Faith: The View from the ditch. Revisiting the Good Samaritan Story. – Alberta Daily Herald Tribune


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The Bible.
The Bible. Photo by RANDY VANDERVEEN

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Rev. Leo English, St. Joseph’s Catholic Church

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“Jesus disclosed that God is compassionate. Jesus spoke of God that way: “Be compassionate, as God is compassionate.” Compassion is the primary quality of the central figures in two of his most famous parables: the father in the parable of the Prodigal Son and the Good Samaritan. And Jesus himself, as a manifestation of the sacred, is often spoken of as embodying compassion.”

Marcus Borg

I want to rename this famous parable. I‘d like to call it –The view from the ditch.

The problem we have with familiar things is that all too often we take them for granted. We have heard the Good Samaritan story for what seems like forever. We may be tempted to zone out.

To look from a different point of view- -The view from the ditch, might be helpful. All of us at some point in our lives, for a multitude of reasons have been in that ditch. We have felt just like the one who was robbed. Think about that!

We have felt lonely, cut off, disconnected, on the margins –battered and bruised on the inside. So many people struggle with poor self-image, low self-esteem, and feelings of unworthiness! When you stop and think about it –yes -now I know what you are talking about –the view from the ditch –I‘ve been there!

We know that the parable of the Good Samaritan, is a lesson to teach us that we must love our neighbor. There is no one in the category of non-neighbor. Have we learned the central lesson of the parable —that God treats each of us with the compassion of the Samaritan?

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Almighty God is the Ultimate Good Samaritan.

“In the actions of the Good Samaritan we see God’s mercy in the whole history of salvation. It is the same compassion with which the Lord comes to meet each one of us: God does not ignore us; God knows our sorrows; God knows how much we need help and consolation. God comes close to us and never abandons us.

Each one of us can ask the question and answer in our heart: ‘Do I believe this? Do I believe that the Lord has compassion for me, just as I am, a sinner, with so many problems and so many things?’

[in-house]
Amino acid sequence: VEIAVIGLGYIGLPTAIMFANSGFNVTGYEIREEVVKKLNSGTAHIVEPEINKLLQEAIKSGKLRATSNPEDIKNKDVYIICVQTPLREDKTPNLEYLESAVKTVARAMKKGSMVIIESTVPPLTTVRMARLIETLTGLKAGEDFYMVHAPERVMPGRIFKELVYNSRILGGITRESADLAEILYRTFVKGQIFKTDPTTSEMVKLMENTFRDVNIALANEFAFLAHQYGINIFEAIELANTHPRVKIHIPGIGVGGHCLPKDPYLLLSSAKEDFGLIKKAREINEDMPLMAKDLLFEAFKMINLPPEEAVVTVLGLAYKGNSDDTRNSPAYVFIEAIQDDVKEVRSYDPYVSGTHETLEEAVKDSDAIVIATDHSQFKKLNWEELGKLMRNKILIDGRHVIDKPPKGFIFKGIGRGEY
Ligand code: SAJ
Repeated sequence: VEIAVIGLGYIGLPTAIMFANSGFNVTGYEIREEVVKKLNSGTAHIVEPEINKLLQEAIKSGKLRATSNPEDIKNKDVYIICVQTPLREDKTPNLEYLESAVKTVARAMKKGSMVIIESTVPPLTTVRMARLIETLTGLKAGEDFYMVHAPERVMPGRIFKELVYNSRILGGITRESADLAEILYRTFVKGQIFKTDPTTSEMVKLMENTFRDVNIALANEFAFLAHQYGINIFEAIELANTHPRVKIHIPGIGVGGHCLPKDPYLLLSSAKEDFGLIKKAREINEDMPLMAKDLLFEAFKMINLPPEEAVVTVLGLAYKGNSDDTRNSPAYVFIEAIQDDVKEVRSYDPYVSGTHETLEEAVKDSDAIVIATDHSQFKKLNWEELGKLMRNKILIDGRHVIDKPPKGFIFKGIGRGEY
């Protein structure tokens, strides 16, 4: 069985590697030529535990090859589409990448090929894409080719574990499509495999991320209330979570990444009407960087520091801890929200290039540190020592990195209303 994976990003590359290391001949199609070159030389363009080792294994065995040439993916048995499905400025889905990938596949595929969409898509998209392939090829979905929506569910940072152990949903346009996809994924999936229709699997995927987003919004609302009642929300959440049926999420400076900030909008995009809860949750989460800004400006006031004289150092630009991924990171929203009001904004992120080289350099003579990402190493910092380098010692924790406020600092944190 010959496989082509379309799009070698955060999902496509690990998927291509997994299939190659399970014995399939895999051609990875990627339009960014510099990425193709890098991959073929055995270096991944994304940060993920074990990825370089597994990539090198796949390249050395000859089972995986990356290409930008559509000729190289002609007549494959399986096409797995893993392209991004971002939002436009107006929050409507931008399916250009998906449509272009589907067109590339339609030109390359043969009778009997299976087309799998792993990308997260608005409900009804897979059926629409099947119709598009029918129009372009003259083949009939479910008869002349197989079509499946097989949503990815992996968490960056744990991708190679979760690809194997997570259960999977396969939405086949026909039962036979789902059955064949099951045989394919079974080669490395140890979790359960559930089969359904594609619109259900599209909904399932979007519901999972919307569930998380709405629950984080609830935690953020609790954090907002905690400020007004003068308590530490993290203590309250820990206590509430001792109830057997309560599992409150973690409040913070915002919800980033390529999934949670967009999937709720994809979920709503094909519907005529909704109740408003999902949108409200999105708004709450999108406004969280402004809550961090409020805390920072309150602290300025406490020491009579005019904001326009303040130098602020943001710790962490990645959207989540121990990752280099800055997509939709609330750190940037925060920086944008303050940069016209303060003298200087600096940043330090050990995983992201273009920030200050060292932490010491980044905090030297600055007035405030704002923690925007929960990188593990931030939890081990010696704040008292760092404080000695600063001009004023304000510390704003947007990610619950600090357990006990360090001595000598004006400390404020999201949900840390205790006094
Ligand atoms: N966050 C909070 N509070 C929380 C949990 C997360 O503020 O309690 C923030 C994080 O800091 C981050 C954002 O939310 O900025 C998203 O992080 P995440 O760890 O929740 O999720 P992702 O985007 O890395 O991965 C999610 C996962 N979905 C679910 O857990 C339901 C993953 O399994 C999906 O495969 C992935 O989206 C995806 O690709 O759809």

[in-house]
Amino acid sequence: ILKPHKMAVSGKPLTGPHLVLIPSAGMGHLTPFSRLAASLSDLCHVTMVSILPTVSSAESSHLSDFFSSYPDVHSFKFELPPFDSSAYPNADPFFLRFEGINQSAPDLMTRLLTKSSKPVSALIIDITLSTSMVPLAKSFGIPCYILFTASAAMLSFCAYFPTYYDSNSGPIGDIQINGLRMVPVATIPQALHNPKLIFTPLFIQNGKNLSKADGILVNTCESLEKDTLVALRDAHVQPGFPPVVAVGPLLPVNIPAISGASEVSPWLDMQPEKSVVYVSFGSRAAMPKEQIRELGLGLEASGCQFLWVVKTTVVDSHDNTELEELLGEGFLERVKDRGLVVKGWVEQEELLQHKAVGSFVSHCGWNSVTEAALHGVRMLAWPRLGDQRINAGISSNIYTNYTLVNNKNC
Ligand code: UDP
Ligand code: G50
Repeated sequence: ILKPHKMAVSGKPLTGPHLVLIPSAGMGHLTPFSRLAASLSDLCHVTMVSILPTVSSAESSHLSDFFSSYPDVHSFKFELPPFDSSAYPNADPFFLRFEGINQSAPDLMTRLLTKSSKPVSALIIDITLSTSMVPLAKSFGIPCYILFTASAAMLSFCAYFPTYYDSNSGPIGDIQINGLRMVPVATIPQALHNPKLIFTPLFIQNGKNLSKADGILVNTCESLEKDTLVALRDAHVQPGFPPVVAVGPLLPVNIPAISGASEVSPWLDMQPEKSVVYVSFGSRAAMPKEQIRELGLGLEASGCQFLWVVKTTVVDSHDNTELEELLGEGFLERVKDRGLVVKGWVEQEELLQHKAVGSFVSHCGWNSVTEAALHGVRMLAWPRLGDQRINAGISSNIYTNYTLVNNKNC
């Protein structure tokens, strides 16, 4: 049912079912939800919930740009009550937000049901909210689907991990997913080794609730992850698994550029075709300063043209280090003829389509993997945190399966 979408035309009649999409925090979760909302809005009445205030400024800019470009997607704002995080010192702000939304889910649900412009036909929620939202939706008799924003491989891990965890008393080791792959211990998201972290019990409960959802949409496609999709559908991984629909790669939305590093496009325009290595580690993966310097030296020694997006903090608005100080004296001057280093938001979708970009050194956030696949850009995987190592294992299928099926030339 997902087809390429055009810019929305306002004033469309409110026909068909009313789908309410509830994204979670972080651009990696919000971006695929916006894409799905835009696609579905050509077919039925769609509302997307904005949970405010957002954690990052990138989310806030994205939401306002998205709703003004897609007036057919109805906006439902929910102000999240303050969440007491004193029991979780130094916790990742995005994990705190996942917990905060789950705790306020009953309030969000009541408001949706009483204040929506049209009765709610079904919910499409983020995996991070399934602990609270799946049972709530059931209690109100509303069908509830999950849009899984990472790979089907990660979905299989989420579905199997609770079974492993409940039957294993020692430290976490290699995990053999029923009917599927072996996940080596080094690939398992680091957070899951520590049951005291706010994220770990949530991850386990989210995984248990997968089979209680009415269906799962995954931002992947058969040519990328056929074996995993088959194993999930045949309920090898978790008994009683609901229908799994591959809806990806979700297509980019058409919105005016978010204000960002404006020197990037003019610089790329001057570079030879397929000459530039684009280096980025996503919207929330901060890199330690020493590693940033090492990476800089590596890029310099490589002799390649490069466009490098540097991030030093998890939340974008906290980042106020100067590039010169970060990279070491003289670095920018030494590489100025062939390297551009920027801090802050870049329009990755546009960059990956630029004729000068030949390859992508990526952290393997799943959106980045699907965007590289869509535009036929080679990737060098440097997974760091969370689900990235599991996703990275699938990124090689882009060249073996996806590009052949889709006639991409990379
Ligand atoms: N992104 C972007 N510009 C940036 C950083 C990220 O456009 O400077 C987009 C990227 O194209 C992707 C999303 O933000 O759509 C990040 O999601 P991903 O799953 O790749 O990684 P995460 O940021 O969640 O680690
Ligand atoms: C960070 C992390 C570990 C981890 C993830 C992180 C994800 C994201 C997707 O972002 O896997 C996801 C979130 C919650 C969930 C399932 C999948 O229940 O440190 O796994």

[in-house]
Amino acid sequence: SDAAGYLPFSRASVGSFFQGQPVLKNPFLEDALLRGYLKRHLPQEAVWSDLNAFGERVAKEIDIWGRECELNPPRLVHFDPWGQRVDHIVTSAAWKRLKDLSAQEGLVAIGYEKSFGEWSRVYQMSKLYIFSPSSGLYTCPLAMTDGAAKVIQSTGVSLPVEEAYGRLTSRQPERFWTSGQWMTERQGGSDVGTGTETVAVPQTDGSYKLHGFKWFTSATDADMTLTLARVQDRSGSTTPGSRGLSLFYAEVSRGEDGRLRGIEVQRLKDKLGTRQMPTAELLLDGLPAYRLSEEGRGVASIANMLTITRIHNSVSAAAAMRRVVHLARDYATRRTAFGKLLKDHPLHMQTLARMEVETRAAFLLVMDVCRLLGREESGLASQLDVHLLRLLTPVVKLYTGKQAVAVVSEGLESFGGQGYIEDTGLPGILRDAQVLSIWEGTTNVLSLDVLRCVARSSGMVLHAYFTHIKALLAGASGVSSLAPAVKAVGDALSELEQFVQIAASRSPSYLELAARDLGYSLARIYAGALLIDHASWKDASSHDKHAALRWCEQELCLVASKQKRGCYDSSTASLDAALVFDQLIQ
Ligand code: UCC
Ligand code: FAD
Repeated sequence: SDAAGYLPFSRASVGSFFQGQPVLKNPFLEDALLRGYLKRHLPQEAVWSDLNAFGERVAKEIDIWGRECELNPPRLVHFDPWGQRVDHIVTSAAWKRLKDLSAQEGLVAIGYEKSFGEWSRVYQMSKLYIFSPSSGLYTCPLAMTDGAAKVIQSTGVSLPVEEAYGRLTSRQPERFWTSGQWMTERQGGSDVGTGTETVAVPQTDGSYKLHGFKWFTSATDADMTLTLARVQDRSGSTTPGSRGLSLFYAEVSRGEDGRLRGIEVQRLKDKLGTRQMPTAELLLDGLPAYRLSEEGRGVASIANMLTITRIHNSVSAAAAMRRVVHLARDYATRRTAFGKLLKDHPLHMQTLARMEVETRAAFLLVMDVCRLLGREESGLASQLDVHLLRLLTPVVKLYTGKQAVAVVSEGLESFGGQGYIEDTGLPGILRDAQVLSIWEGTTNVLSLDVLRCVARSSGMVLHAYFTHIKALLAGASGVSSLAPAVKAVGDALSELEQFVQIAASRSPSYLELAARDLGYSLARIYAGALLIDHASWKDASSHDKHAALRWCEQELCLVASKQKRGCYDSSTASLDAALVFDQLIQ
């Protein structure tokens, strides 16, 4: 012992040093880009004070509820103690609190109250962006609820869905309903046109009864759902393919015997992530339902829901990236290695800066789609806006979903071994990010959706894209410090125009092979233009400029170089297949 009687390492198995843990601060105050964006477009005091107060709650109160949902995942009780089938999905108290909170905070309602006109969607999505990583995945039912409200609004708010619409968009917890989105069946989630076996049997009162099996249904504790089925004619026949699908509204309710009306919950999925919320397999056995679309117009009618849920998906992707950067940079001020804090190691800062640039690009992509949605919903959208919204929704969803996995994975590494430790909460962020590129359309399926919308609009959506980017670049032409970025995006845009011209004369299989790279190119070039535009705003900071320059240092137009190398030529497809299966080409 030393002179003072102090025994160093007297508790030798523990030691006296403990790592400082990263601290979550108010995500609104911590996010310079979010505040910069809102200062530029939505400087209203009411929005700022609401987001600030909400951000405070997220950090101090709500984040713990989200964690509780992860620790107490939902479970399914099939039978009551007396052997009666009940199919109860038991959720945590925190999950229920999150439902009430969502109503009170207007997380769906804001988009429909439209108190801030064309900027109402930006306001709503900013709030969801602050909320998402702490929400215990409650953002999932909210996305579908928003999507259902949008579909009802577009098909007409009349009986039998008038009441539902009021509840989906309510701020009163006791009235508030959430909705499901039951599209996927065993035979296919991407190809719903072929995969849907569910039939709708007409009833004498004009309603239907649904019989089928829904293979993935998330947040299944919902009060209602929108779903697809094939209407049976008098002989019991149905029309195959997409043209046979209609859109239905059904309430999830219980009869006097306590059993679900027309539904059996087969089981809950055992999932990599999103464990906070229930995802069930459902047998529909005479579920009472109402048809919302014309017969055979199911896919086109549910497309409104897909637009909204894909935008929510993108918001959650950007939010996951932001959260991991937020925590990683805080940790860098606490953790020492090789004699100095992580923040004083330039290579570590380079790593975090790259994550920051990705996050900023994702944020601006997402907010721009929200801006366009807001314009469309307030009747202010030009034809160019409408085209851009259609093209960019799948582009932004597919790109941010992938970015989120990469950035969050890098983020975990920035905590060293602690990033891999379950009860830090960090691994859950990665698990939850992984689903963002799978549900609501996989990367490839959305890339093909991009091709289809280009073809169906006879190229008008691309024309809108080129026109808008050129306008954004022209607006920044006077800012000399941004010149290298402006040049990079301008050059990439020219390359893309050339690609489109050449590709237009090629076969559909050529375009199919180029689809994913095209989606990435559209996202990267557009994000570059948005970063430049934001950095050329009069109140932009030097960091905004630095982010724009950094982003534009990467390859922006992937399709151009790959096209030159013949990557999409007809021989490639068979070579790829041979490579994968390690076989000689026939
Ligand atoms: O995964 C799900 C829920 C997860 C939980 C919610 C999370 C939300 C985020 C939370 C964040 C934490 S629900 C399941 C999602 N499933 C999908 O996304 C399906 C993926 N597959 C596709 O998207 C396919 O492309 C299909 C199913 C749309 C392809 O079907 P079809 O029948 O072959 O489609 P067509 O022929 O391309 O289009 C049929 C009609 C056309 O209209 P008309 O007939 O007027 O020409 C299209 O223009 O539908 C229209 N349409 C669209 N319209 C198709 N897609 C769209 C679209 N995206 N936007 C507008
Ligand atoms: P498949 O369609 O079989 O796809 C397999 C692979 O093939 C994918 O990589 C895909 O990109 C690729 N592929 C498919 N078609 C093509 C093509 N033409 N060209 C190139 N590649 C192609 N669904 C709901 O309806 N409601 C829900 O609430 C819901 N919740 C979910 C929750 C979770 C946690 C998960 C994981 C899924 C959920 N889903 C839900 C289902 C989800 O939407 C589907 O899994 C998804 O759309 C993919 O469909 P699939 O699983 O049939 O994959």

Do we have faith in the compassion of God, of the good God who comes close, who heals us, who caresses us? If we refuse God, God waits: God is patient and is always at our side.”

Looking up from the ditch brings a very valued perspective. The Samaritan was so present to his own vulnerability, his own limitations, his own deep dependence on the mercy and goodwill of others that he was able to feel the victim’s pain as his own. The feeling of compassion became a radical act of solidary with another wounded person. Do you know who the Good Samaritan saw in the ditch –He saw himself.

The priest and the Levite saw, but ignored; looked but did not provide.

True worship does not exist if it is not translated into service to one’s neighbor.”

“What does it mean to ignore the suffering of another person? It means to ignore God! If I do not approach that man, or that woman, that child, that elderly man or elderly woman that is suffering, I do not come close to God.”

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Compassion is the heart of the parable, let us focus on this word that means “to share with”:

The Samaritan “‘had compassion,’” “that is, his heart, was moved; he was moved within! See the difference. The other two ‘saw,’ but their hearts remained closed, cold. Instead, the Samaritan’s heart was attuned to God’s heart itself.

‘Compassion’ is an essential characteristic of God’s mercy.” God “shares with” us, “He suffers with us; He feels our sufferings.”

The Samaritan’s concrete, personal actions teach us “that compassion like love, is not a vague feeling, but it means to take care of the other” “It means to commit oneself, taking all the necessary steps to ‘come close’ to the other, to the point of identifying with the other person ‘you shall love your neighbor as yourself.

Behold the Lord’s Commandment.”

“This parable is a great gift for all of us, and also a commitment,” “Jesus repeats to each one of us what He said to those who first heard his words: ‘Go and do likewise’ (v. 37).

We are all called to follow the same path of the Good Samaritan, who is a figure of Christ: Jesus made Himself our servant, and thus He saved us, so that we too are able to love as He loved us, in the same way.”

Compassion is the principal force in two of the most famous of all Parables –The Good Samaritan and the Prodigal Son –May it be said of us if someone ever writes a book on our lives – that we were moved by compassion.

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